Posted by Property News Namibia on 18 Jun 18
According to FNB data just released, in 1980 the average home buyer in SA was 38 years old. Increasing to 40 years in 2008 and 44 years today. The trend for 30-39 year olds suggests that from 2007, when they made up 37,5%, they are now making up less than 30%, a negative change of 20%.
- Trends suggest that young home buyers are decreasing and older buyers outpacing them in South Africa.
- Aged between 20 – 29 years old, buyers of homes in this group dropped almost 50% from 1980 to today.
- Homer buyers in South Africa aged 70 and above increased by almost 400%!
- Young people today (20-29 years old) represent only 12% of the total market today compared to 1980 when they made up almost a quarter.
What does this tell us in Namibia?
Being closely correlated with SA in terms of interest rates on lending, we are bound to experience similar trend here. However, due to a current lack of clear data we look to SA to observe certain trends and adjust accordingly.
Is a change in strategy required for marketing property in this ‘new’ market? Social media seems to be everywhere and used by all people. Clearly it works, but how well does an older group of buyers interact with social media?
QWERTY Research in SA suggests that in 2017 the social media penetration rate of social media was 27% of the total population. Of these users almost 80% used their mobiles for their surfing needs and 50% use Facebook as their referred platform. The Facebook demographic research indicated that 68% of users in SA are under 35 years old and 83% under 45 years old.
With the average age at 44 years it seems that, with a penetration rate of 27% (which is higher among younger people and lower among older), we can safely assume that around 5% of the age group above 44 get their information from Facebook. For the younger generation this increases to around 30% of the total.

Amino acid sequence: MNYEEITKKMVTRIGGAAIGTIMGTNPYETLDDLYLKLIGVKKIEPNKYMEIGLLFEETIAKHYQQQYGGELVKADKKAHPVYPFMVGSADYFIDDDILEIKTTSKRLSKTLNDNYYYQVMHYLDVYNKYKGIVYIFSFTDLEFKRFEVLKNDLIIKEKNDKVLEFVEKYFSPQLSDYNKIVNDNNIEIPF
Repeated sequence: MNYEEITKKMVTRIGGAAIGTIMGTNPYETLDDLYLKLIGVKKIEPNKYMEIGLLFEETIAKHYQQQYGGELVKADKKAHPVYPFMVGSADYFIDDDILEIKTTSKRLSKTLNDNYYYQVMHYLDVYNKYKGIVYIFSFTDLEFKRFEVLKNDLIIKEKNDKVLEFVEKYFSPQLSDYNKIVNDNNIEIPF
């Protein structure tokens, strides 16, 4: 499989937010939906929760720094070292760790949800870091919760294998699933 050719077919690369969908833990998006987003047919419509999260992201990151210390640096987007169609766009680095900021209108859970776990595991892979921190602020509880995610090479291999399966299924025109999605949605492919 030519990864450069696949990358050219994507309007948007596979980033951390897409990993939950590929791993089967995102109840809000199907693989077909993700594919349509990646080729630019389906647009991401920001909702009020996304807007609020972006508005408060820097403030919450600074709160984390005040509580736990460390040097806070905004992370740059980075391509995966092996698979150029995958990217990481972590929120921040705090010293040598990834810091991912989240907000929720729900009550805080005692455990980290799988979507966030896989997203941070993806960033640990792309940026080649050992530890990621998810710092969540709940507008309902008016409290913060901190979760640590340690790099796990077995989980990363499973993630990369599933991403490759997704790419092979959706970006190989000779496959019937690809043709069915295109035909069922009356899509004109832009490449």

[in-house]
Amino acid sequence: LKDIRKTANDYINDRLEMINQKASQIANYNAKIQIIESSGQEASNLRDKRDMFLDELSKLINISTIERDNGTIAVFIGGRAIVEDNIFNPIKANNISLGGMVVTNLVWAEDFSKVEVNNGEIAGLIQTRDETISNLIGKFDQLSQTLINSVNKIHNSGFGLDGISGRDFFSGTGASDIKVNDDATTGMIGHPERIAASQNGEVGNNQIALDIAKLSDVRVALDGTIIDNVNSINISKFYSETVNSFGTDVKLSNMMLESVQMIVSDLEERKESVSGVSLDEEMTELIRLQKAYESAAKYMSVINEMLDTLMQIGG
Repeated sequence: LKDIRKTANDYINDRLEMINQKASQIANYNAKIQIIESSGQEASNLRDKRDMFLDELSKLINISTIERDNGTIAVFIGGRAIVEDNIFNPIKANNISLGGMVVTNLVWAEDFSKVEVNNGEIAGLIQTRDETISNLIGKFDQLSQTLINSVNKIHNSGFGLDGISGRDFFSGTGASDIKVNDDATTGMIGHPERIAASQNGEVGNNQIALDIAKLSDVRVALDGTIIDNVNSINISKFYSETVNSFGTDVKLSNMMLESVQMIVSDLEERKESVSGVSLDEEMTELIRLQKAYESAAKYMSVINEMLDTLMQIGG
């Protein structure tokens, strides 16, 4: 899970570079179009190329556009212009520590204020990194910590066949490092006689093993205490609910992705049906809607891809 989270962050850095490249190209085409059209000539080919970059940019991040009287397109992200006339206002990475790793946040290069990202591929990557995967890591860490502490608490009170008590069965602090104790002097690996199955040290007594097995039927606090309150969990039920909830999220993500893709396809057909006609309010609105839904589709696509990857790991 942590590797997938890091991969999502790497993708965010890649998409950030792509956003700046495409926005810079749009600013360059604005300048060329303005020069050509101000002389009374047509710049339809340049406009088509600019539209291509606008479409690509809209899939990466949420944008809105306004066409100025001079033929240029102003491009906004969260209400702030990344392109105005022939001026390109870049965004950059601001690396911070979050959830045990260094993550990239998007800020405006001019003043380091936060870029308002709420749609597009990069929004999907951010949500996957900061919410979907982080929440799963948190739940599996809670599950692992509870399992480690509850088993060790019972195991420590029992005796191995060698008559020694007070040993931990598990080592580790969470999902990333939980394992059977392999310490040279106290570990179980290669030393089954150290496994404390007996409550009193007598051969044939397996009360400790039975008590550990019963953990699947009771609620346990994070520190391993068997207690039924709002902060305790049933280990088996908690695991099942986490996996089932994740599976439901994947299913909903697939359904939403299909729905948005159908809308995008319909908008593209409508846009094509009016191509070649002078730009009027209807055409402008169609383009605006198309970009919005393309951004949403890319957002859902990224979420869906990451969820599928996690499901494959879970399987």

This suggests that the marketing approach be tailored to each group of buyers. Clearly, the older group needs to be reached in other ways than social media only, making more traditional platforms still very relevant. For the younger generation social media is still a sensible option, but care must be taken not be drowned out by the sheer volume of communication taking place and people becoming increasingly fatigued of irrelevant information.
Care should also be taken in taking our Namibian marketing ques from the USA as their social media penetration is upwards of 75% (or 3 times that of SA) of the total population. For this reason, we need to be even more resourceful and creative in making marketing decisions than our talented American friends.
One question remains… what are you doing to stand out from the crowd?
Come and talk to us. We can help to make your voice heard in Namibia. Contact firstname.lastname@example.org or +264 81 146 7464